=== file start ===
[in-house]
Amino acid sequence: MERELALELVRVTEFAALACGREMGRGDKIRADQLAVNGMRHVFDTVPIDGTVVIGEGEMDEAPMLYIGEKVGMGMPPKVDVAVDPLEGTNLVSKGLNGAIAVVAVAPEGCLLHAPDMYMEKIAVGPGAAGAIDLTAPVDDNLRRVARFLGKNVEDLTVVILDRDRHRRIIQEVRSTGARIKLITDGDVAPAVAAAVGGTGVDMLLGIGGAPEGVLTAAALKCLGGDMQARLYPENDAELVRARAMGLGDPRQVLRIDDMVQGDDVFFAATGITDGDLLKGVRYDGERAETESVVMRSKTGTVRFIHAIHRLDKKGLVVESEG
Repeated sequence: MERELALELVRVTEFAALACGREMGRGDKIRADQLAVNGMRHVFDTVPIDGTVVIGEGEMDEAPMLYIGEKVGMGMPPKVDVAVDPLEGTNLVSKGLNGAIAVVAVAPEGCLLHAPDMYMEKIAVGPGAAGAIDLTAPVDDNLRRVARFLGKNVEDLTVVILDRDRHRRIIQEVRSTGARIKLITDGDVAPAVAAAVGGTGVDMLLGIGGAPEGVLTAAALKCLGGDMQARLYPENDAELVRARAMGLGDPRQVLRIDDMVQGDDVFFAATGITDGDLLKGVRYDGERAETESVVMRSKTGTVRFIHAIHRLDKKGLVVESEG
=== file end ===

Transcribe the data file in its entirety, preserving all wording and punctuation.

[in-house]
Amino acid sequence: MERELALELVRVTEFAALACGREMGRGDKIRADQLAVNGMRHVFDTVPIDGTVVIGEGEMDEAPMLYIGEKVGMGMPPKVDVAVDPLEGTNLVSKGLNGAIAVVAVAPEGCLLHAPDMYMEKIAVGPGAAGAIDLTAPVDDNLRRVARFLGKNVEDLTVVILDRDRHRRIIQEVRSTGARIKLITDGDVAPAVAAAVGGTGVDMLLGIGGAPEGVLTAAALKCLGGDMQARLYPENDAELVRARAMGLGDPRQVLRIDDMVQGDDVFFAATGITDGDLLKGVRYDGERAETESVVMRSKTGTVRFIHAIHRLDKKGLVVESEG
Repeated sequence: MERELALELVRVTEFAALACGREMGRGDKIRADQLAVNGMRHVFDTVPIDGTVVIGEGEMDEAPMLYIGEKVGMGMPPKVDVAVDPLEGTNLVSKGLNGAIAVVAVAPEGCLLHAPDMYMEKIAVGPGAAGAIDLTAPVDDNLRRVARFLGKNVEDLTVVILDRDRHRRIIQEVRSTGARIKLITDGDVAPAVAAAVGGTGVDMLLGIGGAPEGVLTAAALKCLGGDMQARLYPENDAELVRARAMGLGDPRQVLRIDDMVQGDDVFFAATGITDGDLLKGVRYDGERAETESVVMRSKTGTVRFIHAIHRLDKKGLVVESEG